Your new favorite recipe for a perfectly browned partridge, quail, grouse, or pheasant
To elevate your upland bounty, all you have to do is give a pluck.
The itinerant uplander knows just how much effort goes into the procurement of a partridge, particularly on public land, so why not make sure that your time and passion for these birds is reflected in the produce? I like to take special care of cleanly-killed birds, that is to say the ones that aren’t too shot up, by preparing them whole and letting their subtile wildness shine through.
- 2 whole chukar, partridge, or small forest grouse plucked and brined
- 3 Tbsp butter
- 4 cloves garlic
- 1 small lemon cut into wedges
- 2 Tbsp Glace di Viande preferably from light-meated fowl
- 2 Tbsp white wine or lemon juice
- 1 Tbsp flour
- Rosemary fresh
- Coarse salt
- Black pepper
- Pluck and brine your birds (basic brine recipe available here).
- Remove from brine, drain thoroughly, and pat dry. For real crispy skin, you can go one step further here and dry the birds in your refrigerator, or outside, if it’s cold enough.
- Once dried, thoroughly season the cavity of each bird with salt and pepper. Add a sprig of rosemary, a smashed clove of garlic, and a lemon wedge.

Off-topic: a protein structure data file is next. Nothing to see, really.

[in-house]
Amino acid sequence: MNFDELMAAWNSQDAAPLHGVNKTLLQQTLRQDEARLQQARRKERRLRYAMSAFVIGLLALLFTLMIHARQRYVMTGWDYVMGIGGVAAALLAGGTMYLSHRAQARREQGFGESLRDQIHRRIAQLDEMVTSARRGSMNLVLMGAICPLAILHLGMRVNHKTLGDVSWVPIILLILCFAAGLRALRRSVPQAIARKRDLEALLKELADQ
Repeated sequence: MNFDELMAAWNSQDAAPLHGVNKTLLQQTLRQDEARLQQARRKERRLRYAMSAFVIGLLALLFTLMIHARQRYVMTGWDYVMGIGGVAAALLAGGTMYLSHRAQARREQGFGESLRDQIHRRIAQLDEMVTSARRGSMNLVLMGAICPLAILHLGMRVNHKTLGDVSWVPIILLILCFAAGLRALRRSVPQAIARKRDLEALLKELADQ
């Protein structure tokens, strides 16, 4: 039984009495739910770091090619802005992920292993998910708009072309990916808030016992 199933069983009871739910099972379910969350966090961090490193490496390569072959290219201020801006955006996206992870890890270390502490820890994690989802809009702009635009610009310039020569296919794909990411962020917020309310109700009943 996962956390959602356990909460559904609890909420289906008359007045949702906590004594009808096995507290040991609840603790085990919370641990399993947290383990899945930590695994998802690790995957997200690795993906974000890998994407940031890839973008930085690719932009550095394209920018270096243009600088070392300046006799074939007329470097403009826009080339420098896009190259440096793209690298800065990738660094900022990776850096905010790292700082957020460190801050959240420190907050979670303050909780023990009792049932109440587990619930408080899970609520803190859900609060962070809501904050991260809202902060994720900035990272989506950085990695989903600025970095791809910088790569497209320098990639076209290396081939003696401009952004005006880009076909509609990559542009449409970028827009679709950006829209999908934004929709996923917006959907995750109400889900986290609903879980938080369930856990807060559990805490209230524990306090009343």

- Set your birds in a ceramic dish, brush generously with 1 tbsp melted butter and add a sprinkle of salt.
- Place dish in a 515*F oven on a middle rack for 20 minutes
- Remove, tent with foil, and let rest 5 minutes before serving.
- Combine drippings, 2 tbsp Glace di Viande, flour, and a splash of white wine to a saucepan, reduce by half, and whisk in remaining cold butter. Serve over wild rice or barley au jus.
Tristan Henry is a lifelong Oregonian and perennial student of wild food and wild places. Tristan spent his youth in wetlands and on farms of rural western Oregon, where he cultivated a sense for stewardship and love for cooking. After college, he relocated to central Oregon, where he manages a small advertising agency, co-chairs the Oregon Chapter of Backcountry Hunters and Anglers, chases elk with his bow, and wanders the hills with his wife and dog in search of food and fun.